In April 1953 United States president Dwight D. Eisenhower addressed a meeting of American newspaper editors in Washington DC. Eisenhower’s ‘Chance for Peace’ speech criticised both Soviet aggression and the resultant build up of armaments – while pleading for a new direction in international relations:
“President Bryan, distinguished guests of this Association and ladies and gentlemen – I am happy to be here… This occasion calls for my first formal address to the American people since assuming the office of the presidency just 12 weeks ago. It is fitting, I think, that I speak to you the editors of America. You are, in such a vital way, both representatives of and responsible to the people of our country…
In this spring of 1953, the free world weighs one question above all others: the chances for a just peace for all peoples. To weigh this chance is to summon instantly to mind another recent moment of great decision. It came with that yet more hopeful spring of 1945, bright with the promise of victory and of freedom. The hopes of all just men in that moment too was a just and lasting peace.
The eight years that have passed have seen that hope waver, grow dim, and almost die. And the shadow of fear again has darkly lengthened across the world. Today the hope of free men remains stubborn and brave, but it is sternly disciplined by experience. It shuns not only all crude counsel of despair but also the self-deceit of easy illusion. It weighs the chances for peace with sure, clear knowledge of what happened to the vain hopes of 1945.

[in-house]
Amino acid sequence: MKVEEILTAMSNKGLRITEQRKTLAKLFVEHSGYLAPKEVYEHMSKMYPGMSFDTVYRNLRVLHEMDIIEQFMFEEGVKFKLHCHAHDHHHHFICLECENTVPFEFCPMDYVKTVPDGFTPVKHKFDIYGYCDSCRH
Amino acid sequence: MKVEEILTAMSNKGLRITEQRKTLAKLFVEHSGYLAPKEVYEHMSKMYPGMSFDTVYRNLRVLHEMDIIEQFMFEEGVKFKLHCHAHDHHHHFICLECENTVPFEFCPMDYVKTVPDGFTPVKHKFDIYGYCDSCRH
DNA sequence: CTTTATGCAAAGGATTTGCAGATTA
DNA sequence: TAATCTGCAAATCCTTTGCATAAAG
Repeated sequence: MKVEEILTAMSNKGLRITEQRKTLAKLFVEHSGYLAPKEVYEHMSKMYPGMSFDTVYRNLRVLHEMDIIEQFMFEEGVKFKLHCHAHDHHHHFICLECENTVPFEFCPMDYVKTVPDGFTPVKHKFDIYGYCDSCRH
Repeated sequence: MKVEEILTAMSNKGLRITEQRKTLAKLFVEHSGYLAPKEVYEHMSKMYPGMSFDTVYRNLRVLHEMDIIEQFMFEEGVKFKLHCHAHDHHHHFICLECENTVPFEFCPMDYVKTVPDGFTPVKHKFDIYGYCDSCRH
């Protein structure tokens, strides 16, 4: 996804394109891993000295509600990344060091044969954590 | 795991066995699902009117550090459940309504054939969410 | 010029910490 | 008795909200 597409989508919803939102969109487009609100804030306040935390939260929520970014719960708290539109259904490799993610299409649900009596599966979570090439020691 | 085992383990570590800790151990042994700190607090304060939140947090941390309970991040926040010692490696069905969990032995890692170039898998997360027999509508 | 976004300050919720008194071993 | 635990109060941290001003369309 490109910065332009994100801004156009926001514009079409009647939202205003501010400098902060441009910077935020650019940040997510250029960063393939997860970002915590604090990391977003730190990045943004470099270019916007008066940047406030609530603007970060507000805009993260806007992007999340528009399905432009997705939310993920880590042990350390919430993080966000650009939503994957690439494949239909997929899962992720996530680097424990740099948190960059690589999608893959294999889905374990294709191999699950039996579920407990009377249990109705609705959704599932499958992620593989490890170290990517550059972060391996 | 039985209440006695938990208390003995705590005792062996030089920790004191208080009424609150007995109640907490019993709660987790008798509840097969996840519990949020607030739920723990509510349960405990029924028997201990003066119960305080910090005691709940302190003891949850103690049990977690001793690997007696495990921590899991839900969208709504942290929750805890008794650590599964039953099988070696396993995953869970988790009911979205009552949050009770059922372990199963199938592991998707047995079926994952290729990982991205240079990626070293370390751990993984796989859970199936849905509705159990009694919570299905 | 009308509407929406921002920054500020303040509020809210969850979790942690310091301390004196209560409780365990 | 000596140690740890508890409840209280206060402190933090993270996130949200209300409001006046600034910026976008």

In that spring of victory, the soldiers of the Western Allies met the soldiers of Russia in the centre of Europe. They were triumphant comrades in arms. Their peoples shared the joyous prospect of building, in honour of their dead, the only fitting monument: an age of just peace. All these war weary peoples shared too this concrete, decent purpose: to guard vigilantly against the domination ever again of any part of the world by a single, unbridled aggressive power.
This common purpose lasted an instant and perished. The nations of the world divided to follow two distinct roads. The leaders of the Soviet Union chose another.
The way chosen by the United States was plainly marked by a few clear precepts which govern its conduct in world affairs.
First, no people on earth can be held, as a people, to be an enemy, for all humanity shares the common hunger for peace and fellowship and justice.
Second, no nation’s security and well being can be lastingly achieved in isolation but only in effective cooperation with fellow-nations.
Third, every nation’s right to a form of government and an economic system of its own choosing is inalienable.
Fourth, any nation’s attempt to dictate to other nations their form of government is indefensible.
And fifth, a nation’s hope of lasting peace cannot be firmly based upon any race in armaments but rather upon just relations and honest understanding with all other nations.
In the light of these principles the citizens of the United States defined the way they proposed to follow, through the aftermath of war, toward true peace. This way was faithful to the spirit that inspired the United Nations: to prohibit strife, to relieve tensions, to banish fears. This way was to control and to reduce armaments. This way was to allow all nations to devote their energies and resources to the great and good tasks of healing the war’s wounds, of clothing and feeding and housing the needy, of perfecting a just political life, of enjoying the fruits of their own toil.